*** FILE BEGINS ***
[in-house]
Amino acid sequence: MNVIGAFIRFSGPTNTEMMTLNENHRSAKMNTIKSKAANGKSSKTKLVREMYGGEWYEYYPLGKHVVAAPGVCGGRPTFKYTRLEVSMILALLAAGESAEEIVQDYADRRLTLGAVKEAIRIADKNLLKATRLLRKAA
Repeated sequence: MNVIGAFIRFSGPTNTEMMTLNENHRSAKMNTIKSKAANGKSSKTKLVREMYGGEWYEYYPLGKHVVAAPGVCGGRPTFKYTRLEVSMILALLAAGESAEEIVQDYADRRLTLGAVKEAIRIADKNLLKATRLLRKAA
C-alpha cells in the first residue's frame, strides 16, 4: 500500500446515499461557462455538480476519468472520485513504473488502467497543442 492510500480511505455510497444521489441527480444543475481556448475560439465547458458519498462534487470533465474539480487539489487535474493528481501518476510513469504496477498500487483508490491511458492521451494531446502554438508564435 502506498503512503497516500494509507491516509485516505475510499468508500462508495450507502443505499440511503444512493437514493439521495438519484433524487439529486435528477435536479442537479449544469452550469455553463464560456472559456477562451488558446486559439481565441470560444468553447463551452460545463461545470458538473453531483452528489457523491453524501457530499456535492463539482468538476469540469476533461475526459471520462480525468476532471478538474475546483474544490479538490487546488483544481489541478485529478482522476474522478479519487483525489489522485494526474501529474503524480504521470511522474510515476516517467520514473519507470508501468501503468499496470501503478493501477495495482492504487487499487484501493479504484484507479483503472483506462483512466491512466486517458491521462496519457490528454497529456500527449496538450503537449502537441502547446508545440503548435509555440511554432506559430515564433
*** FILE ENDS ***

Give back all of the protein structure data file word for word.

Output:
[in-house]
Amino acid sequence: MNVIGAFIRFSGPTNTEMMTLNENHRSAKMNTIKSKAANGKSSKTKLVREMYGGEWYEYYPLGKHVVAAPGVCGGRPTFKYTRLEVSMILALLAAGESAEEIVQDYADRRLTLGAVKEAIRIADKNLLKATRLLRKAA
Repeated sequence: MNVIGAFIRFSGPTNTEMMTLNENHRSAKMNTIKSKAANGKSSKTKLVREMYGGEWYEYYPLGKHVVAAPGVCGGRPTFKYTRLEVSMILALLAAGESAEEIVQDYADRRLTLGAVKEAIRIADKNLLKATRLLRKAA
C-alpha cells in the first residue's frame, strides 16, 4: 500500500446515499461557462455538480476519468472520485513504473488502467497543442 492510500480511505455510497444521489441527480444543475481556448475560439465547458458519498462534487470533465474539480487539489487535474493528481501518476510513469504496477498500487483508490491511458492521451494531446502554438508564435 502506498503512503497516500494509507491516509485516505475510499468508500462508495450507502443505499440511503444512493437514493439521495438519484433524487439529486435528477435536479442537479449544469452550469455553463464560456472559456477562451488558446486559439481565441470560444468553447463551452460545463461545470458538473453531483452528489457523491453524501457530499456535492463539482468538476469540469476533461475526459471520462480525468476532471478538474475546483474544490479538490487546488483544481489541478485529478482522476474522478479519487483525489489522485494526474501529474503524480504521470511522474510515476516517467520514473519507470508501468501503468499496470501503478493501477495495482492504487487499487484501493479504484484507479483503472483506462483512466491512466486517458491521462496519457490528454497529456500527449496538450503537449502537441502547446508545440503548435509555440511554432506559430515564433